I smeared my shoes and socks with salt in good measure to avoid leeches. Just took the salt meant for food, since folks around these places refuse to part with salt for some strange reason I cannot think of. The rocks were slippery due to the previous day’s rain and progress was slow and measured. The only wild animals I saw were red-coloured crabs, wild fowls and snakes that slithered away as soon as they sensed my approach. After an hour’s trek from the police check-post, I reached the place called “Mantap”, a stone-hedge like structure just below the peak. If I had had tents and company, this would have been the ideal place for a campfire and night-stay.
At around 12 noon, I reached the peak. Mission accomplished! Or at least the trekking up part of it. A dangerous downhill trek to Bidahalli APC was all that remained between me, glory and a lot of bragging rights, only I had forgotten the route to get there. A layer of mist had blanketed the peak reducing visibility to around 10 meters and hampered my search more. Soon it was time to decide whether I would spend more time probing for the trail or return to the Bhatt household where I am sure a sumptuous meal would await me. Dark clouds threatened to open up the skies and my survival instincts that I had suppressed until now woke up from slumber urging me to head back the way I came.  Fortunately I found the way to Bidahalli before it could do any damage!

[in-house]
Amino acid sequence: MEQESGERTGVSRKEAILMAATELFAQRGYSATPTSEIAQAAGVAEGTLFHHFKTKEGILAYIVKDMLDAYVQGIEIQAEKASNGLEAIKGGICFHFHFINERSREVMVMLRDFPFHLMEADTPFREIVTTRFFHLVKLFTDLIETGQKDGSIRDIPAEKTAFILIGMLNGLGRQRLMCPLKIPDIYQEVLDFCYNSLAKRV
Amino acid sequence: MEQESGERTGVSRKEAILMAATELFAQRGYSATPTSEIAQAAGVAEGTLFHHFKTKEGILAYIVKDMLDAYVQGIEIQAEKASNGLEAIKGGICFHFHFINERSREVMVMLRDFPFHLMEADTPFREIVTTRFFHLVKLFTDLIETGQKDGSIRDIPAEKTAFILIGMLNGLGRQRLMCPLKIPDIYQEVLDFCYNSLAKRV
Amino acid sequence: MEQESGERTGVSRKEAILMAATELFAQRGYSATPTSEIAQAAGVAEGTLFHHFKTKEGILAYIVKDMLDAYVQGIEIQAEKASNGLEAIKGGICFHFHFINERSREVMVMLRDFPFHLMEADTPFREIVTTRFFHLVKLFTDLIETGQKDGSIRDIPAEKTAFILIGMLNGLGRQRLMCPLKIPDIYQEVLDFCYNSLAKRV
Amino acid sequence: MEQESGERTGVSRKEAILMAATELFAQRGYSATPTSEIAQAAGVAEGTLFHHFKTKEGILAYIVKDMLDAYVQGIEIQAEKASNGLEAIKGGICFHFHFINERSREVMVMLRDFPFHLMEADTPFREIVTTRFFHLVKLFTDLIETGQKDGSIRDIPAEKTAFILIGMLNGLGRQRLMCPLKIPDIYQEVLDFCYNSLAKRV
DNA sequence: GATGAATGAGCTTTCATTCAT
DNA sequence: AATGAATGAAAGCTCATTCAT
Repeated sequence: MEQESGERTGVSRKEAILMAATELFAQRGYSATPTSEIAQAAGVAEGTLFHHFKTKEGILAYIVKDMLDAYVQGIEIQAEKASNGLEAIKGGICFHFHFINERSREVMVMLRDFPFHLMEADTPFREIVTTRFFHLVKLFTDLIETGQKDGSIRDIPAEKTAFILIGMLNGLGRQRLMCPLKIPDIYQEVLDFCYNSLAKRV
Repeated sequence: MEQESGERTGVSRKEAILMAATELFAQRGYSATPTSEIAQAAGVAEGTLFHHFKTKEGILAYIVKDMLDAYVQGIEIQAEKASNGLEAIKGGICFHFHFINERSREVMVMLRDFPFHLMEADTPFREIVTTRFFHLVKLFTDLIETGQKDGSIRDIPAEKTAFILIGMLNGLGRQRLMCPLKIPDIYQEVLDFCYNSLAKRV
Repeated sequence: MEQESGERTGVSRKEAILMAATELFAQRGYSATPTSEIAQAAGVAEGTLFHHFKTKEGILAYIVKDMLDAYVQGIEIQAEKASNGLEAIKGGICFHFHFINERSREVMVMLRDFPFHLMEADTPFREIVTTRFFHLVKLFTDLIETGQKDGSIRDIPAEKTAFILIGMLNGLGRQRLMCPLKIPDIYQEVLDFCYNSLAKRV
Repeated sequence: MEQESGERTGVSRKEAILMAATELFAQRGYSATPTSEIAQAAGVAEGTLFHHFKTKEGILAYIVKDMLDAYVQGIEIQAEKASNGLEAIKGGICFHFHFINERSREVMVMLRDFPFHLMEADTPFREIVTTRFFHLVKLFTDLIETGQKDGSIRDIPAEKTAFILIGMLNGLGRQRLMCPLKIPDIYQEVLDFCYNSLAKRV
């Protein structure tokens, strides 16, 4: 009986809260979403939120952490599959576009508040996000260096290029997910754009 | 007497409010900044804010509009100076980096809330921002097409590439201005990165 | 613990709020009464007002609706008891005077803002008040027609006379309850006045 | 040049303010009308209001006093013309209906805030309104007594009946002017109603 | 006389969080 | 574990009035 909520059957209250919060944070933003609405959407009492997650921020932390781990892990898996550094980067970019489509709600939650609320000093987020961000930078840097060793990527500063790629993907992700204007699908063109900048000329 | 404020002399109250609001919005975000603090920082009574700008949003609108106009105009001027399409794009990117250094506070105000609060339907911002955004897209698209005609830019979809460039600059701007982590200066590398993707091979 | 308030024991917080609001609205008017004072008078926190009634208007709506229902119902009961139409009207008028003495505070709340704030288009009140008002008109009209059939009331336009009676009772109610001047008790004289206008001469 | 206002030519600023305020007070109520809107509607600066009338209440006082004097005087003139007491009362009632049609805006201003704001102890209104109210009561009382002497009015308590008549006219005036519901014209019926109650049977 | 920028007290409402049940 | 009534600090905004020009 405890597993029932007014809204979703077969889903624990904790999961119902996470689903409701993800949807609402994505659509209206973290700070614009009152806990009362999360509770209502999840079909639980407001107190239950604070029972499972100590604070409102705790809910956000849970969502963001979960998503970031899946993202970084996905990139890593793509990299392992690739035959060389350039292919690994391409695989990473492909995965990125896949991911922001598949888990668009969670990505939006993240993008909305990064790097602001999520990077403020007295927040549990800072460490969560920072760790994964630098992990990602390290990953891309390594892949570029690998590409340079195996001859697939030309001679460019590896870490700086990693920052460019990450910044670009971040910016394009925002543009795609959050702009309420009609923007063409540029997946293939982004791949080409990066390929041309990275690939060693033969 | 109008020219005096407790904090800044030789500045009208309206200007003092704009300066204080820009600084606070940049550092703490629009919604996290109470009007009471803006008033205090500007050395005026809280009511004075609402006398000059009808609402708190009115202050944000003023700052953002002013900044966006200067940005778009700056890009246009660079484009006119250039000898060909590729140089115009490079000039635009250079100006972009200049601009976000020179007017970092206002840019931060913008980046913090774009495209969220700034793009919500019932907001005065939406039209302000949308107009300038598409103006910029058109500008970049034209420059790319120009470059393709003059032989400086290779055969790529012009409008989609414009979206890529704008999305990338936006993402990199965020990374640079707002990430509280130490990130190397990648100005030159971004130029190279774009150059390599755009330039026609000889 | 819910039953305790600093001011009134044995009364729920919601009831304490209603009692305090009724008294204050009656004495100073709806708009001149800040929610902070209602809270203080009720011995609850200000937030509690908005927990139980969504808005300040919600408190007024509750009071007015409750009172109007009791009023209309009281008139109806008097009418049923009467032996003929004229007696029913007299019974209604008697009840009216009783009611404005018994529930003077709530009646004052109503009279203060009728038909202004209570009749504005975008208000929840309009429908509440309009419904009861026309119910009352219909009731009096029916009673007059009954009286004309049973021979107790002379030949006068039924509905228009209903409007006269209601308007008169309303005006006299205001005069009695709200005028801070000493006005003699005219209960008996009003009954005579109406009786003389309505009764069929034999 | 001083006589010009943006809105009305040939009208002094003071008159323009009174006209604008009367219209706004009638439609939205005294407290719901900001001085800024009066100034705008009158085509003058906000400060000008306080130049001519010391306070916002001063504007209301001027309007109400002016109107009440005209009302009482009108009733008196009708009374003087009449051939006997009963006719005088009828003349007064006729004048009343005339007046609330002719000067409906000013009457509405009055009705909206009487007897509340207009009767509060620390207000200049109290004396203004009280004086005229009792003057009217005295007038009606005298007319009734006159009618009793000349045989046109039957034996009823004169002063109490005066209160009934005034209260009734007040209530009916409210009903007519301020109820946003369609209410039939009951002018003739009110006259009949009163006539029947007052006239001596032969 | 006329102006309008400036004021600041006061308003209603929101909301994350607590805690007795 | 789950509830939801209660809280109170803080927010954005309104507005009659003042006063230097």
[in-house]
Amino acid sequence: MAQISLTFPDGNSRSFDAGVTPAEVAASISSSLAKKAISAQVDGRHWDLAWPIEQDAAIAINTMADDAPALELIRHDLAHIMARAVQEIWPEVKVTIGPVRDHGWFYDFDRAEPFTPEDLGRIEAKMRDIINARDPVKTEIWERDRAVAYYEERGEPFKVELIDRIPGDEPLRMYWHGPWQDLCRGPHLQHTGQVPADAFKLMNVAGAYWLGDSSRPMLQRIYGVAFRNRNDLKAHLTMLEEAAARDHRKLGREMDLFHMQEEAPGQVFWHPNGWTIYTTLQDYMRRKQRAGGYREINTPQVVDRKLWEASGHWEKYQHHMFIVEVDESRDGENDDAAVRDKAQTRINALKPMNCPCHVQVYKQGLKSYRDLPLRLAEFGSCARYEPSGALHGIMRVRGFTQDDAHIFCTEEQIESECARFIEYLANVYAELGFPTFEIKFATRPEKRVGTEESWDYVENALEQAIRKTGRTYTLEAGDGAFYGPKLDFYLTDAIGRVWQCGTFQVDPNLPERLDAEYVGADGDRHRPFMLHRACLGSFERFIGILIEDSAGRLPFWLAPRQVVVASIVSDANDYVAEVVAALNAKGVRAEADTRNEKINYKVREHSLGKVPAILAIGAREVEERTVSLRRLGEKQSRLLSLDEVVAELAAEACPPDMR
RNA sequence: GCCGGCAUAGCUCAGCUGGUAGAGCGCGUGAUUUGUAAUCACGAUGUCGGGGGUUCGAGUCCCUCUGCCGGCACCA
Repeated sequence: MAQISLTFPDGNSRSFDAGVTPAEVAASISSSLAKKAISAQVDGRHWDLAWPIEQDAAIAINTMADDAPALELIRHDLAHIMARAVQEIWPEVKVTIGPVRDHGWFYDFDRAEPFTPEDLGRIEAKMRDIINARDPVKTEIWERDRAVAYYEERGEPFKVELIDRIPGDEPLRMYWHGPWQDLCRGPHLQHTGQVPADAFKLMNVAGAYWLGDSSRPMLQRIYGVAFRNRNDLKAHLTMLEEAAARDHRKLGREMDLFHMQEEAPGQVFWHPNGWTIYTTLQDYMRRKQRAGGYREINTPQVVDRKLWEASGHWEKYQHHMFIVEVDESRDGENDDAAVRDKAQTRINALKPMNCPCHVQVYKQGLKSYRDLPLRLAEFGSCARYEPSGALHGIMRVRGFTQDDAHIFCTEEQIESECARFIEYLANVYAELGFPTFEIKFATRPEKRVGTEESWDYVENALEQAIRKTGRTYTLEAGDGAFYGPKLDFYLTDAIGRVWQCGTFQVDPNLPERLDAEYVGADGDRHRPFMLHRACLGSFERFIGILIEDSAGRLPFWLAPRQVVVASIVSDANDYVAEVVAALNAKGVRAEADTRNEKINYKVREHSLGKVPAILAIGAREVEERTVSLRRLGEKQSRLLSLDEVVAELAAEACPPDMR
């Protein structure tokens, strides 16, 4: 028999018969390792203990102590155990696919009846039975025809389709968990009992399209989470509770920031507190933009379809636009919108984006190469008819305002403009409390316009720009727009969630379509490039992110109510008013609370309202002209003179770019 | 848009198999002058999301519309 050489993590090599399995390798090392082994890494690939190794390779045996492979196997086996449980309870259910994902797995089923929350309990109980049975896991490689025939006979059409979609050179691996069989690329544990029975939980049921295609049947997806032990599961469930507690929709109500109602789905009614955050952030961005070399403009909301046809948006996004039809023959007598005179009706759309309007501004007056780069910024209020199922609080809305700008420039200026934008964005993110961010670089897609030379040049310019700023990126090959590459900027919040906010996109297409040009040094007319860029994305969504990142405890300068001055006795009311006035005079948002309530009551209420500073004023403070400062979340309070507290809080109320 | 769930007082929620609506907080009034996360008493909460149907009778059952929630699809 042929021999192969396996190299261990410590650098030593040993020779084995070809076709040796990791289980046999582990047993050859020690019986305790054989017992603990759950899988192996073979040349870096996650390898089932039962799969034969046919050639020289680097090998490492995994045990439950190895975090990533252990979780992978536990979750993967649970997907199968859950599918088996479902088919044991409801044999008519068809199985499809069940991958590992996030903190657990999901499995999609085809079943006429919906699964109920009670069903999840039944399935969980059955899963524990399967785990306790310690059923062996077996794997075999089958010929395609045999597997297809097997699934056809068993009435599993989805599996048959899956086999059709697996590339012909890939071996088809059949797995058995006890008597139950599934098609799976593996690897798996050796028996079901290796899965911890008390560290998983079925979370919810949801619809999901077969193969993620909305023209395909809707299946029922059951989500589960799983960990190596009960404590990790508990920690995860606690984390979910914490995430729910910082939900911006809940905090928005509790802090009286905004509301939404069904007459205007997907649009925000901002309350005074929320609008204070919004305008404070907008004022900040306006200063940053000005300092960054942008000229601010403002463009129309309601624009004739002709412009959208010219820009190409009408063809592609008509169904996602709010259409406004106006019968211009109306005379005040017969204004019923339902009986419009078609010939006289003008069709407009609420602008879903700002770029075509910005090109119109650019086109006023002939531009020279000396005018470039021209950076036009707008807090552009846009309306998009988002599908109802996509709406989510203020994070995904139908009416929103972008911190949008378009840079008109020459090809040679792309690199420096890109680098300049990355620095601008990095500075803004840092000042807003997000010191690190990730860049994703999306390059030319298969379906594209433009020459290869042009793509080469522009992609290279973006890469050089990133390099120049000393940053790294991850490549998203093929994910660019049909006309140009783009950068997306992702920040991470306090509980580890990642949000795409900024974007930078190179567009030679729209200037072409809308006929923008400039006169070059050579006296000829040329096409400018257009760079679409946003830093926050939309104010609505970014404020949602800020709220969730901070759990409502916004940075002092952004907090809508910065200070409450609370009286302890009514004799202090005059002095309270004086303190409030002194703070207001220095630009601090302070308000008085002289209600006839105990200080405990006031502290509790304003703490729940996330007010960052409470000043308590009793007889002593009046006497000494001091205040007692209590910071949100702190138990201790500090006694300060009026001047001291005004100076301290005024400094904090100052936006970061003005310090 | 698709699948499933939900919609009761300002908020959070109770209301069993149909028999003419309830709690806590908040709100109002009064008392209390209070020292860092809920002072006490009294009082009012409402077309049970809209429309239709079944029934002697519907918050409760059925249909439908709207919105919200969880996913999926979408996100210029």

Red crab! First for me
 The last bus leaving Bidahalli to Somwarpet was at 4 p.m. and I had only 3 and a half hour to tackle 7 kms of treacherous trail and 4 kms of road travel. Sounded like fun. The trail from Kumara Parvatha to Bidahalli is through a dense evergreen forest. I had great difficulty getting down two steeply inclined slopes of around 75 meters due to the rains and the loose gravel and slippery rocks lying around. At a certain location, I had to go across a slimy three meter slope from the side. No way! I thought. I went back for a sturdy stick, used that and a few low hanging branches to jump to the other side.